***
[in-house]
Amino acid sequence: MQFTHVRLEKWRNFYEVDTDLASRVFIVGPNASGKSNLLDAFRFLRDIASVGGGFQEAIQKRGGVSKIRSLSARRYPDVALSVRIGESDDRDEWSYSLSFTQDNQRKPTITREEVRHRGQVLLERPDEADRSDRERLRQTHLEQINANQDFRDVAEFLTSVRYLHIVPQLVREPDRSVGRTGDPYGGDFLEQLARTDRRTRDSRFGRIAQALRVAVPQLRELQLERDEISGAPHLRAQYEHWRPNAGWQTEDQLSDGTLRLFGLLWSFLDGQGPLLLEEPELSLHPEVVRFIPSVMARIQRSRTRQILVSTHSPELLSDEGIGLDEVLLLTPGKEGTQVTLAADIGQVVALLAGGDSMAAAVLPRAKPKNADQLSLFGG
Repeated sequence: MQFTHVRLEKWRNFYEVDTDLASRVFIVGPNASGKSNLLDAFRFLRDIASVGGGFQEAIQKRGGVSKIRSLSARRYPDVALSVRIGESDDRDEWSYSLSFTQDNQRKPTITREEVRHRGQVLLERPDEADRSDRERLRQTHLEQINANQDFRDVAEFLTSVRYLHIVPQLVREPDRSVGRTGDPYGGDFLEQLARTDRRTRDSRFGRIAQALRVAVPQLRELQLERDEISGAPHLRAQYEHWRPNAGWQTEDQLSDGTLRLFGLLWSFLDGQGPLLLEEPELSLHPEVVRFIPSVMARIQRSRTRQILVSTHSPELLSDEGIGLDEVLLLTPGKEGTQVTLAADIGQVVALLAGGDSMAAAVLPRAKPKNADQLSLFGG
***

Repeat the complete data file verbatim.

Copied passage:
[in-house]
Amino acid sequence: MQFTHVRLEKWRNFYEVDTDLASRVFIVGPNASGKSNLLDAFRFLRDIASVGGGFQEAIQKRGGVSKIRSLSARRYPDVALSVRIGESDDRDEWSYSLSFTQDNQRKPTITREEVRHRGQVLLERPDEADRSDRERLRQTHLEQINANQDFRDVAEFLTSVRYLHIVPQLVREPDRSVGRTGDPYGGDFLEQLARTDRRTRDSRFGRIAQALRVAVPQLRELQLERDEISGAPHLRAQYEHWRPNAGWQTEDQLSDGTLRLFGLLWSFLDGQGPLLLEEPELSLHPEVVRFIPSVMARIQRSRTRQILVSTHSPELLSDEGIGLDEVLLLTPGKEGTQVTLAADIGQVVALLAGGDSMAAAVLPRAKPKNADQLSLFGG
Repeated sequence: MQFTHVRLEKWRNFYEVDTDLASRVFIVGPNASGKSNLLDAFRFLRDIASVGGGFQEAIQKRGGVSKIRSLSARRYPDVALSVRIGESDDRDEWSYSLSFTQDNQRKPTITREEVRHRGQVLLERPDEADRSDRERLRQTHLEQINANQDFRDVAEFLTSVRYLHIVPQLVREPDRSVGRTGDPYGGDFLEQLARTDRRTRDSRFGRIAQALRVAVPQLRELQLERDEISGAPHLRAQYEHWRPNAGWQTEDQLSDGTLRLFGLLWSFLDGQGPLLLEEPELSLHPEVVRFIPSVMARIQRSRTRQILVSTHSPELLSDEGIGLDEVLLLTPGKEGTQVTLAADIGQVVALLAGGDSMAAAVLPRAKPKNADQLSLFGG